The Library Channel

Nov 30, 2015 · Exhibits exhibits, maps, art

Exhibit: Creative Cartography: Order & Chaos

Location: Noble Science & Engineering Library, Tempe campus

Available: November 12–December 4, during normal library hours

Description: “Creative Cartography: Order & Chaos,” an exhibit of art on maps by Herberger School of Art students.  On display in the ASU Libraries Map Collection through Dec. 4.  More information at

Nov 30, 2015 · Exhibits

ExhibitFaces of Nepal and Tibet:  The Far and Forgotten

Location:  Second floor, Fletcher Library, West campus

Available:  Through January 11, 2016

Description:  In Fall 2014, Renee Rivers took a treacherous and remote journey through the Nepalese and Tibetan Himalaya with her nearly wheelchair-bound, seventy-four-year-old father to fulfill his life-long dream to see Kathmandu and Mount Everest.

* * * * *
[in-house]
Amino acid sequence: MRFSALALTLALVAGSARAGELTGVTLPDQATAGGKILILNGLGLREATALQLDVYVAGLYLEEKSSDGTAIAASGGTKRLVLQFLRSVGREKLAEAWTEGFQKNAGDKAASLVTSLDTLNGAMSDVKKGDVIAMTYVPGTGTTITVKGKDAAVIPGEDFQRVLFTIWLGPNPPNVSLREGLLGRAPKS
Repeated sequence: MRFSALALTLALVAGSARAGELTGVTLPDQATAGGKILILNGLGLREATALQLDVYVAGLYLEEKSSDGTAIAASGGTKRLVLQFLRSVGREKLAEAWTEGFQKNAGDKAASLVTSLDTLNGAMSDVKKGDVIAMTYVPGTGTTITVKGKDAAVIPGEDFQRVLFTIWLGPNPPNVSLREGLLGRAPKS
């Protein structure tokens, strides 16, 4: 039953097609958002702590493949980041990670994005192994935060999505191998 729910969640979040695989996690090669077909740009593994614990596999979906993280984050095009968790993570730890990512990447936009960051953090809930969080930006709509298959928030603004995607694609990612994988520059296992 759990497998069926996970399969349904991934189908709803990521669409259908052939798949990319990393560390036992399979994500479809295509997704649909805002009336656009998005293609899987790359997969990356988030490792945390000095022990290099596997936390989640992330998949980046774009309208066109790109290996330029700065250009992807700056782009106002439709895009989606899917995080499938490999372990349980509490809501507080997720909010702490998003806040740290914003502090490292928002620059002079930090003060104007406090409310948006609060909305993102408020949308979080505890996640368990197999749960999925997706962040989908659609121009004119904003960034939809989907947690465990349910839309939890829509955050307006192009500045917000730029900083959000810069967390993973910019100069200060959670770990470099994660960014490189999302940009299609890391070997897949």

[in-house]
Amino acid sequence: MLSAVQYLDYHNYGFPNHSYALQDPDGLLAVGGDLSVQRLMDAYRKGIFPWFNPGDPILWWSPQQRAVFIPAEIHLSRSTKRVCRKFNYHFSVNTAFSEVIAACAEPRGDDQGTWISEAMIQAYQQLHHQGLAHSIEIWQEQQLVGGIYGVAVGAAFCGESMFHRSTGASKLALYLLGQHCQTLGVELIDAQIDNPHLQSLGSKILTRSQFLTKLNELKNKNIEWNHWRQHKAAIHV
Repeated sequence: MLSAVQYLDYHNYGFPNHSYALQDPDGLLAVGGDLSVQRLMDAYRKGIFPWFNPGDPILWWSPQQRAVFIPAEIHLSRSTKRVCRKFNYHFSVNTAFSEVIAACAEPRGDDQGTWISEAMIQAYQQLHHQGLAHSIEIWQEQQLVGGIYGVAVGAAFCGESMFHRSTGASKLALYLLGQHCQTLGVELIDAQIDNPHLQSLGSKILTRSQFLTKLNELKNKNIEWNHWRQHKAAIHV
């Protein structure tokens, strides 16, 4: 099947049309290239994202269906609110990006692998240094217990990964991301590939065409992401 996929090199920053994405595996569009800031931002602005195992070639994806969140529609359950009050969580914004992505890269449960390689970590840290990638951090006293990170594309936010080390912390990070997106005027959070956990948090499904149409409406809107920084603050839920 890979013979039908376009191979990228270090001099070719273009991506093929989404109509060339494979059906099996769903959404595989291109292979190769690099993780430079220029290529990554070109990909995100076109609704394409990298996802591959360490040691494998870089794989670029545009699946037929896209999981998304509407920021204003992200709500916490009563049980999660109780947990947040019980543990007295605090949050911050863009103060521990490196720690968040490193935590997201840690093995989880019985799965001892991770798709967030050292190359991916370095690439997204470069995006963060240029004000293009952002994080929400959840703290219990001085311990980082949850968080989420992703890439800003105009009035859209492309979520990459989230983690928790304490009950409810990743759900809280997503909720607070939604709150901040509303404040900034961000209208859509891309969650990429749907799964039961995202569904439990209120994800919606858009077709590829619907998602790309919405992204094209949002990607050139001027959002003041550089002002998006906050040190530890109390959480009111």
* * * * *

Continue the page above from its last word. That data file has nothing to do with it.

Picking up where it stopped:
Spurred on by her father’s story of how reading about Sir Edmond Hillary and Tenzing Norgay’s ascent of Everest inspired her father to get an education and transcend his impoverished sharecropper’s upbringing, Renee worked for over a year to coordinate an expedition that would accommodate her father’s condition.

Once underway, this father-daughter expedition traversed the tangled, cacophonous streets of Kathmandu, Nepal, pilgrim-filled plazas and temples in occupied Lhasa, Tibet, and wound along the Tibetan plateau to the village of Tingre—the last village before Everest base camp. Their overland route ascended to Gyatchula, the highest pass on the Araniko highway at 16,404 feet and returned to Kathmandu via a treacherous detour over a fresh-cut mud-track, 1500 feet above the kilometers-long Sunkoshi Gorge landslide that had just buried hundreds of Nepalese villagers.